Nevertheless, a setback is a setback and he needs every advantage he can get coming into Monte Carlo. Not only is Rafa without a tournament win in 10 months, perhaps more importantly he's gone almost one-and-a-half years without a win over Djokovic, losing seven straight finals in the process.
A win over Djokovic in the Monte Carlo final would be exactly what the doctor has prescribed for Rafa. But can he get it?
Djokovic is of course more than aware of what seven straight defeats will do to any player's mental state. And he's eager to keep that mental advantage going into the French Open, where he'll have the chance at a historic Novak Slam.
With Murray showing good clay form last year, where he tested Rafa in Monte Carlo and almost broke Djokovic's winning streak in Rome, the clay season is shaping up to be more competitive than usual.
Rafa and Djokovic are, of course, the favorites in every clay court tournament they enter until proven otherwise. But Federer has shown incredibly good form over the past six months; he will have a decent chance in Madrid and with the faster balls in Paris, as he did last year.
Moreover, Juan Martin del Potro is back at or near his best level, and he doesn't go down easy on clay as evidenced in last year's Davis Cup final. Finally, we have world No. 5, David Ferrer, whose game thrives on the red dirt.
It will be a surprise, and statement, if Novak goes through the clay season without losing to Rafa at least once. Then again, it depends on how often both of them make it to finals. Last year, we got used to seeing both of them on every final Sunday. This year has already been quite different in that regard. If they only meet once or twice, it is not unthinkable that Djokovic can keep his Rafa streak going.
But one win might very well be just what Rafa needs to get his confidence back against Novak and trust himself in the most important moments of the match.
And while Rafa hasn't been triumphant yet in 2012, there are signs of improvement hidden in the stats. One of the deciding factors in his seven straight defeats to Novak has been Novak's superior return game, where Novak, at times, almost breaks Rafa at will.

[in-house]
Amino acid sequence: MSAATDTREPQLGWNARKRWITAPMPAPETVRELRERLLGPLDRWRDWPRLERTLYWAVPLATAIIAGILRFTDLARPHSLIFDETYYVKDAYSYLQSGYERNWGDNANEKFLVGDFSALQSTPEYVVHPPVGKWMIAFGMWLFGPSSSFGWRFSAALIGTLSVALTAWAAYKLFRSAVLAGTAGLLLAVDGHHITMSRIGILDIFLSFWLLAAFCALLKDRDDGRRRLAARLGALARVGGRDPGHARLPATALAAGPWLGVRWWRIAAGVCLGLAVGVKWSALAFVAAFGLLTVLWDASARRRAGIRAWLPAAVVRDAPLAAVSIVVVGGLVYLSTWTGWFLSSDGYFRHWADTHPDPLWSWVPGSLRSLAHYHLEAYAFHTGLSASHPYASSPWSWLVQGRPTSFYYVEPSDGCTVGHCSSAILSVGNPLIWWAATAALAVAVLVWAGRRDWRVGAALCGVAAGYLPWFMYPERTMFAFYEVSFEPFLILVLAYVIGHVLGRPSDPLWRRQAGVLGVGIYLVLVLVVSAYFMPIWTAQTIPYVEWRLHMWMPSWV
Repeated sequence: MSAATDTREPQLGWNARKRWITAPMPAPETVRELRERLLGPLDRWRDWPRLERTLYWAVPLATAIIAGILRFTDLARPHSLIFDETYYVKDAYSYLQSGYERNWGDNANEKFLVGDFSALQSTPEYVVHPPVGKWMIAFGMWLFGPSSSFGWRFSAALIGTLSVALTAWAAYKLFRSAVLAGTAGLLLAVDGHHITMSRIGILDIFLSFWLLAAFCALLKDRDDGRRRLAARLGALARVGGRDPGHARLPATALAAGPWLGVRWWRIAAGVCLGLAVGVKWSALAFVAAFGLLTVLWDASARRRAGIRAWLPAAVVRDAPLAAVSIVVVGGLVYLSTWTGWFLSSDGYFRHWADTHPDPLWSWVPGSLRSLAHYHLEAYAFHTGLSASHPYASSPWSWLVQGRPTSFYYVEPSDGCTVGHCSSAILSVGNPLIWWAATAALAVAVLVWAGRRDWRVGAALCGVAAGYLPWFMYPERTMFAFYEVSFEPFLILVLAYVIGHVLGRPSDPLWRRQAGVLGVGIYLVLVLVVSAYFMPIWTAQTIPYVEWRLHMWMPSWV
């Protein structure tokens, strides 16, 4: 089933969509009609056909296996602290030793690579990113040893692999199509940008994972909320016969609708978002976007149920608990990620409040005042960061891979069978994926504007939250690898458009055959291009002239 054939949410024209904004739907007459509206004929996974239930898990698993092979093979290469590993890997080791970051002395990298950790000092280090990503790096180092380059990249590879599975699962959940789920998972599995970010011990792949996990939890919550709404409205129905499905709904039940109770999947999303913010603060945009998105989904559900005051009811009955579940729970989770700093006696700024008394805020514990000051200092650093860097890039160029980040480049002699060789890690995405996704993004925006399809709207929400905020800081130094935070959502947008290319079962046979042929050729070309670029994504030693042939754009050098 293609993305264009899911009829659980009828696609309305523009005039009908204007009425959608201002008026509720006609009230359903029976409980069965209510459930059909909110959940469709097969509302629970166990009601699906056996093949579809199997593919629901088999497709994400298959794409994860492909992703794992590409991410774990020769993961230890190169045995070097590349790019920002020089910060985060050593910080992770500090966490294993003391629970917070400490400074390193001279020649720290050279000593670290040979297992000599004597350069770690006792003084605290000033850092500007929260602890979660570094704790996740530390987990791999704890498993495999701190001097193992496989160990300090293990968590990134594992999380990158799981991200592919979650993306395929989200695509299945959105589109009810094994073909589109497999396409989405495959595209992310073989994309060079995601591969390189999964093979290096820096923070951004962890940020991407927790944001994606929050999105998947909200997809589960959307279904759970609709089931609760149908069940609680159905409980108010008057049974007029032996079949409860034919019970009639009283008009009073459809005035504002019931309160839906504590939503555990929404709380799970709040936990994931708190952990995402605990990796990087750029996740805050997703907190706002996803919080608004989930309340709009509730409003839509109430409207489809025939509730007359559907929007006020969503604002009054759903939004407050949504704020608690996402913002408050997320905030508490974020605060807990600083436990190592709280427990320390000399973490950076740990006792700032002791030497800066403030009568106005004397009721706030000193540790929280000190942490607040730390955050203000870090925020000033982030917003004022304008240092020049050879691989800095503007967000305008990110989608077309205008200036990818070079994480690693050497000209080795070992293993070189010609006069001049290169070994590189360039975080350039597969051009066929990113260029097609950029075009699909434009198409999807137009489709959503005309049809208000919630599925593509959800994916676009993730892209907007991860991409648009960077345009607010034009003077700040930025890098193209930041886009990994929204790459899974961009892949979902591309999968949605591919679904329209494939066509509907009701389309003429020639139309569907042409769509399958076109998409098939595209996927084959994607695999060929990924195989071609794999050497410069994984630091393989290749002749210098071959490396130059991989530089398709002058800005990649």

In 2011, Rafa won a lower percentage of his service games than in 2010, while winning a higher percentage of his return games. This year, he's a whole lot closer to his 2010 level service-wise, winning 87 percent of his service games and ranking 9th on the tour. In 2010, he won 89 percent and ranked 4th. In 2011, he won 82 percent and ranked 22nd (all numbers based on hard court matches). And his return stats in 2012 (30 percent) are still better than in 2010 (26 percent), though marginally worse than 2011 (32 percent).
Novak, by comparison, has won 87 percent of his service games this year; in 2011, he finished at 85 percent after being at 87 percent for most of the year. Those numbers should give hope to the Rafa fans.
The serve is not the most important weapon on clay. But it still matters, especially when facing a returner of Djokovic's caliber. Federer essentially won the French Open semifinal against Djoko last year by having a near picture-perfect serving day.
And the conclusion? This year's clay season could be the most competitive in years. It is by no means certain that Nadal will still be king of the castle in Monte Carlo in three weeks' time, especially if he faces Djoko in the final. But would you bet against him? Perhaps not.
But come the French Open, I do regard Djokovic as the mild favorite. That may change over the course of the clay season, but until Rafa shows he can beat him on clay again, Novak is the undisputed king of men's tennis and the slams in particular.